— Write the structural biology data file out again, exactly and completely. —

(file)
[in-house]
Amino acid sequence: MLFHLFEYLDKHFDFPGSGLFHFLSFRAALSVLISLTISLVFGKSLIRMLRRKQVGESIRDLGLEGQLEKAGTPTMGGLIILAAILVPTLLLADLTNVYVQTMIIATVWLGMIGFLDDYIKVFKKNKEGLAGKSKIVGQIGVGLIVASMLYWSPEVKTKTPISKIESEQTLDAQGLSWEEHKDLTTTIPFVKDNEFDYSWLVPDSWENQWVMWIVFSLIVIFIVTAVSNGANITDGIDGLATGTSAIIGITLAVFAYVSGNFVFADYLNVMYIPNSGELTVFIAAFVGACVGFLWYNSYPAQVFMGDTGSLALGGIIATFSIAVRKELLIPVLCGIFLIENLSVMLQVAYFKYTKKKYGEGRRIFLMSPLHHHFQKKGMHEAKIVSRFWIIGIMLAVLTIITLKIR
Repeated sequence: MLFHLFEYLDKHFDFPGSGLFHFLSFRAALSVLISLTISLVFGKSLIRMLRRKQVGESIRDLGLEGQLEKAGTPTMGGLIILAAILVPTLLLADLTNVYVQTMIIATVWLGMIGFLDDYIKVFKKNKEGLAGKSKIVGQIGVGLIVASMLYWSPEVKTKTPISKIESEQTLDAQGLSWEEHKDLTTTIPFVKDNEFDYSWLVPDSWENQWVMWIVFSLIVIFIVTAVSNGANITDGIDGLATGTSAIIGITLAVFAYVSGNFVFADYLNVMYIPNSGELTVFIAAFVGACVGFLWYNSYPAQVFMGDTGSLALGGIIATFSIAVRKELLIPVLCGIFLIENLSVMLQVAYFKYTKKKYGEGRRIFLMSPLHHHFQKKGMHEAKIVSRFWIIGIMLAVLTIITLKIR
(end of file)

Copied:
[in-house]
Amino acid sequence: MLFHLFEYLDKHFDFPGSGLFHFLSFRAALSVLISLTISLVFGKSLIRMLRRKQVGESIRDLGLEGQLEKAGTPTMGGLIILAAILVPTLLLADLTNVYVQTMIIATVWLGMIGFLDDYIKVFKKNKEGLAGKSKIVGQIGVGLIVASMLYWSPEVKTKTPISKIESEQTLDAQGLSWEEHKDLTTTIPFVKDNEFDYSWLVPDSWENQWVMWIVFSLIVIFIVTAVSNGANITDGIDGLATGTSAIIGITLAVFAYVSGNFVFADYLNVMYIPNSGELTVFIAAFVGACVGFLWYNSYPAQVFMGDTGSLALGGIIATFSIAVRKELLIPVLCGIFLIENLSVMLQVAYFKYTKKKYGEGRRIFLMSPLHHHFQKKGMHEAKIVSRFWIIGIMLAVLTIITLKIR
Repeated sequence: MLFHLFEYLDKHFDFPGSGLFHFLSFRAALSVLISLTISLVFGKSLIRMLRRKQVGESIRDLGLEGQLEKAGTPTMGGLIILAAILVPTLLLADLTNVYVQTMIIATVWLGMIGFLDDYIKVFKKNKEGLAGKSKIVGQIGVGLIVASMLYWSPEVKTKTPISKIESEQTLDAQGLSWEEHKDLTTTIPFVKDNEFDYSWLVPDSWENQWVMWIVFSLIVIFIVTAVSNGANITDGIDGLATGTSAIIGITLAVFAYVSGNFVFADYLNVMYIPNSGELTVFIAAFVGACVGFLWYNSYPAQVFMGDTGSLALGGIIATFSIAVRKELLIPVLCGIFLIENLSVMLQVAYFKYTKKKYGEGRRIFLMSPLHHHFQKKGMHEAKIVSRFWIIGIMLAVLTIITLKIR